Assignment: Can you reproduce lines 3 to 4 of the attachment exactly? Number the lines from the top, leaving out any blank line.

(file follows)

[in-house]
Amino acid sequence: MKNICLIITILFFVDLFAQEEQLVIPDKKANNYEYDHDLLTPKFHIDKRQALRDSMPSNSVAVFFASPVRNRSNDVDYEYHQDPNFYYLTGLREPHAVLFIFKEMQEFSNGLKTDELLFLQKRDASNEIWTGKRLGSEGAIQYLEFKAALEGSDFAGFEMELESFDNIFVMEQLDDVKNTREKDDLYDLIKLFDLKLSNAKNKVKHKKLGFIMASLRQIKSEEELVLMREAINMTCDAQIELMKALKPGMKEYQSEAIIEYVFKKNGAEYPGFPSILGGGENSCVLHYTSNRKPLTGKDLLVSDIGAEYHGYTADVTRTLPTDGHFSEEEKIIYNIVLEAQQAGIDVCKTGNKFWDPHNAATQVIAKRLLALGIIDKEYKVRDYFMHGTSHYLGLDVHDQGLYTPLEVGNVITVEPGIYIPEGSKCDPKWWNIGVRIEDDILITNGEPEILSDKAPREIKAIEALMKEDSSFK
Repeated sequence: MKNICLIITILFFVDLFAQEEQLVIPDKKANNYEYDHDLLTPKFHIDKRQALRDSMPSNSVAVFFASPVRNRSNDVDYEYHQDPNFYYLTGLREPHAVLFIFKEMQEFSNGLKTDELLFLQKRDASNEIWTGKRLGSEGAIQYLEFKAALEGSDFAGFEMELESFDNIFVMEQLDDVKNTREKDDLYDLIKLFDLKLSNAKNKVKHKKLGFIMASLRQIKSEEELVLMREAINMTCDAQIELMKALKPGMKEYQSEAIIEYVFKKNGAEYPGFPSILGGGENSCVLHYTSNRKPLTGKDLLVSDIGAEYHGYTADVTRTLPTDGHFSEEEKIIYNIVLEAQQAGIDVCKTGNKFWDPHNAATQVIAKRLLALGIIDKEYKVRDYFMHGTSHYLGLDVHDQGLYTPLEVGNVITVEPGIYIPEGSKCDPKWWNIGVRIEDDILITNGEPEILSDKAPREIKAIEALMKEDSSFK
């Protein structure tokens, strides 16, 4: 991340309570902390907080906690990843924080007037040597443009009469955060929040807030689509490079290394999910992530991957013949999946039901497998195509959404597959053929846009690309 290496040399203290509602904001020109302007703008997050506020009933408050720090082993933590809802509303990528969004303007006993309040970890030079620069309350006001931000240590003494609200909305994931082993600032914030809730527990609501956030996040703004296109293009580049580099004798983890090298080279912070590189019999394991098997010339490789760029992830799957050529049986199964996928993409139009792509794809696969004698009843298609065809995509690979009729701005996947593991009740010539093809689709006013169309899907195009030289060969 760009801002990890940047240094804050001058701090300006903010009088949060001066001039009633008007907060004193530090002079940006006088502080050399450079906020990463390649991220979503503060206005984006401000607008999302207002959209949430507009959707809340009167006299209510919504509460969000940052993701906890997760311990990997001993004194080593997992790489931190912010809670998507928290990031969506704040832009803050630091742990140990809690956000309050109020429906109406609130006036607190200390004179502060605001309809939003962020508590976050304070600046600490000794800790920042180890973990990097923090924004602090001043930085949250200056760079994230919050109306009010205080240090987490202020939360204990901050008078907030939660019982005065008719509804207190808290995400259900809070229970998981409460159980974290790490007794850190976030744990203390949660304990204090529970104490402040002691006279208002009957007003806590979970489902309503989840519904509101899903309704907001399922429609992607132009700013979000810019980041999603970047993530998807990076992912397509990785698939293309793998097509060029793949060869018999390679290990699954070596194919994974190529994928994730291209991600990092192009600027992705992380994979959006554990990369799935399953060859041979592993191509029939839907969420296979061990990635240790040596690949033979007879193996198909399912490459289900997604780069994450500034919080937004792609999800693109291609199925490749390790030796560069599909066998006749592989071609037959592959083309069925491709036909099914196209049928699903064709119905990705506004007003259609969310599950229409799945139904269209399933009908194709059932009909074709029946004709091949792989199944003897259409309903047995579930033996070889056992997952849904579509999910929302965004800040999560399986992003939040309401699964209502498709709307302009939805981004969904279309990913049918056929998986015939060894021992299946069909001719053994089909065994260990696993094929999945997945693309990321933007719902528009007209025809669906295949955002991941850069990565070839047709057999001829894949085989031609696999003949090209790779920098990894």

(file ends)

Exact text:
Repeated sequence: MKNICLIITILFFVDLFAQEEQLVIPDKKANNYEYDHDLLTPKFHIDKRQALRDSMPSNSVAVFFASPVRNRSNDVDYEYHQDPNFYYLTGLREPHAVLFIFKEMQEFSNGLKTDELLFLQKRDASNEIWTGKRLGSEGAIQYLEFKAALEGSDFAGFEMELESFDNIFVMEQLDDVKNTREKDDLYDLIKLFDLKLSNAKNKVKHKKLGFIMASLRQIKSEEELVLMREAINMTCDAQIELMKALKPGMKEYQSEAIIEYVFKKNGAEYPGFPSILGGGENSCVLHYTSNRKPLTGKDLLVSDIGAEYHGYTADVTRTLPTDGHFSEEEKIIYNIVLEAQQAGIDVCKTGNKFWDPHNAATQVIAKRLLALGIIDKEYKVRDYFMHGTSHYLGLDVHDQGLYTPLEVGNVITVEPGIYIPEGSKCDPKWWNIGVRIEDDILITNGEPEILSDKAPREIKAIEALMKEDSSFK
């Protein structure tokens, strides 16, 4: 991340309570902390907080906690990843924080007037040597443009009469955060929040807030689509490079290394999910992530991957013949999946039901497998195509959404597959053929846009690309 290496040399203290509602904001020109302007703008997050506020009933408050720090082993933590809802509303990528969004303007006993309040970890030079620069309350006001931000240590003494609200909305994931082993600032914030809730527990609501956030996040703004296109293009580049580099004798983890090298080279912070590189019999394991098997010339490789760029992830799957050529049986199964996928993409139009792509794809696969004698009843298609065809995509690979009729701005996947593991009740010539093809689709006013169309899907195009030289060969 760009801002990890940047240094804050001058701090300006903010009088949060001066001039009633008007907060004193530090002079940006006088502080050399450079906020990463390649991220979503503060206005984006401000607008999302207002959209949430507009959707809340009167006299209510919504509460969000940052993701906890997760311990990997001993004194080593997992790489931190912010809670998507928290990031969506704040832009803050630091742990140990809690956000309050109020429906109406609130006036607190200390004179502060605001309809939003962020508590976050304070600046600490000794800790920042180890973990990097923090924004602090001043930085949250200056760079994230919050109306009010205080240090987490202020939360204990901050008078907030939660019982005065008719509804207190808290995400259900809070229970998981409460159980974290790490007794850190976030744990203390949660304990204090529970104490402040002691006279208002009957007003806590979970489902309503989840519904509101899903309704907001399922429609992607132009700013979000810019980041999603970047993530998807990076992912397509990785698939293309793998097509060029793949060869018999390679290990699954070596194919994974190529994928994730291209991600990092192009600027992705992380994979959006554990990369799935399953060859041979592993191509029939839907969420296979061990990635240790040596690949033979007879193996198909399912490459289900997604780069994450500034919080937004792609999800693109291609199925490749390790030796560069599909066998006749592989071609037959592959083309069925491709036909099914196209049928699903064709119905990705506004007003259609969310599950229409799945139904269209399933009908194709059932009909074709029946004709091949792989199944003897259409309903047995579930033996070889056992997952849904579509999910929302965004800040999560399986992003939040309401699964209502498709709307302009939805981004969904279309990913049918056929998986015939060894021992299946069909001719053994089909065994260990696993094929999945997945693309990321933007719902528009007209025809669906295949955002991941850069990565070839047709057999001829894949085989031609696999003949090209790779920098990894």